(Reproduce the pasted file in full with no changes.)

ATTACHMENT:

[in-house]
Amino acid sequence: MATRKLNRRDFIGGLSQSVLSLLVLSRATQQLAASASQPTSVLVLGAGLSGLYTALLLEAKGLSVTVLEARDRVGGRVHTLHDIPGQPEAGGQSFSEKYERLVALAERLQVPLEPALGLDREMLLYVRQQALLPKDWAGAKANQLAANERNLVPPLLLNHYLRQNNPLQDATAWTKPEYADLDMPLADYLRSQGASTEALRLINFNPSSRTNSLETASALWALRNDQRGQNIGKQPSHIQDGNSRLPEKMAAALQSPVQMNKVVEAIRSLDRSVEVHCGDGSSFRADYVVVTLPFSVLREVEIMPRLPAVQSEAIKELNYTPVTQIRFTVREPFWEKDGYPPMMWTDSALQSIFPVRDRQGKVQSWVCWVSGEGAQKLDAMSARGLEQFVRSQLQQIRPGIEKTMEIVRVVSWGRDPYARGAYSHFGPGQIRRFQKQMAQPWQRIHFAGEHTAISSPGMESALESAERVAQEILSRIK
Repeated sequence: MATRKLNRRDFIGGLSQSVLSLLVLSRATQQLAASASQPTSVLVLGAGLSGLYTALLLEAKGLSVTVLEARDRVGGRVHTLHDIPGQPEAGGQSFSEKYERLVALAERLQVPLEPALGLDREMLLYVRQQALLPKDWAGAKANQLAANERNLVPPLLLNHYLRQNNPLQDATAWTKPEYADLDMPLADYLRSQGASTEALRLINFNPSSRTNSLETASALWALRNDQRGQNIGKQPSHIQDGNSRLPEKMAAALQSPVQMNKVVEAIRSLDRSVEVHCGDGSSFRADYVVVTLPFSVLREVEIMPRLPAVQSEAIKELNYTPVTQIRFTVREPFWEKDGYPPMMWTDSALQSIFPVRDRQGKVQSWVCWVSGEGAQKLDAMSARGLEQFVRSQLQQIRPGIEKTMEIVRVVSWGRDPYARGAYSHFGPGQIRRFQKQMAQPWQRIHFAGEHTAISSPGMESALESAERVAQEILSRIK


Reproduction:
[in-house]
Amino acid sequence: MATRKLNRRDFIGGLSQSVLSLLVLSRATQQLAASASQPTSVLVLGAGLSGLYTALLLEAKGLSVTVLEARDRVGGRVHTLHDIPGQPEAGGQSFSEKYERLVALAERLQVPLEPALGLDREMLLYVRQQALLPKDWAGAKANQLAANERNLVPPLLLNHYLRQNNPLQDATAWTKPEYADLDMPLADYLRSQGASTEALRLINFNPSSRTNSLETASALWALRNDQRGQNIGKQPSHIQDGNSRLPEKMAAALQSPVQMNKVVEAIRSLDRSVEVHCGDGSSFRADYVVVTLPFSVLREVEIMPRLPAVQSEAIKELNYTPVTQIRFTVREPFWEKDGYPPMMWTDSALQSIFPVRDRQGKVQSWVCWVSGEGAQKLDAMSARGLEQFVRSQLQQIRPGIEKTMEIVRVVSWGRDPYARGAYSHFGPGQIRRFQKQMAQPWQRIHFAGEHTAISSPGMESALESAERVAQEILSRIK
Repeated sequence: MATRKLNRRDFIGGLSQSVLSLLVLSRATQQLAASASQPTSVLVLGAGLSGLYTALLLEAKGLSVTVLEARDRVGGRVHTLHDIPGQPEAGGQSFSEKYERLVALAERLQVPLEPALGLDREMLLYVRQQALLPKDWAGAKANQLAANERNLVPPLLLNHYLRQNNPLQDATAWTKPEYADLDMPLADYLRSQGASTEALRLINFNPSSRTNSLETASALWALRNDQRGQNIGKQPSHIQDGNSRLPEKMAAALQSPVQMNKVVEAIRSLDRSVEVHCGDGSSFRADYVVVTLPFSVLREVEIMPRLPAVQSEAIKELNYTPVTQIRFTVREPFWEKDGYPPMMWTDSALQSIFPVRDRQGKVQSWVCWVSGEGAQKLDAMSARGLEQFVRSQLQQIRPGIEKTMEIVRVVSWGRDPYARGAYSHFGPGQIRRFQKQMAQPWQRIHFAGEHTAISSPGMESALESAERVAQEILSRIK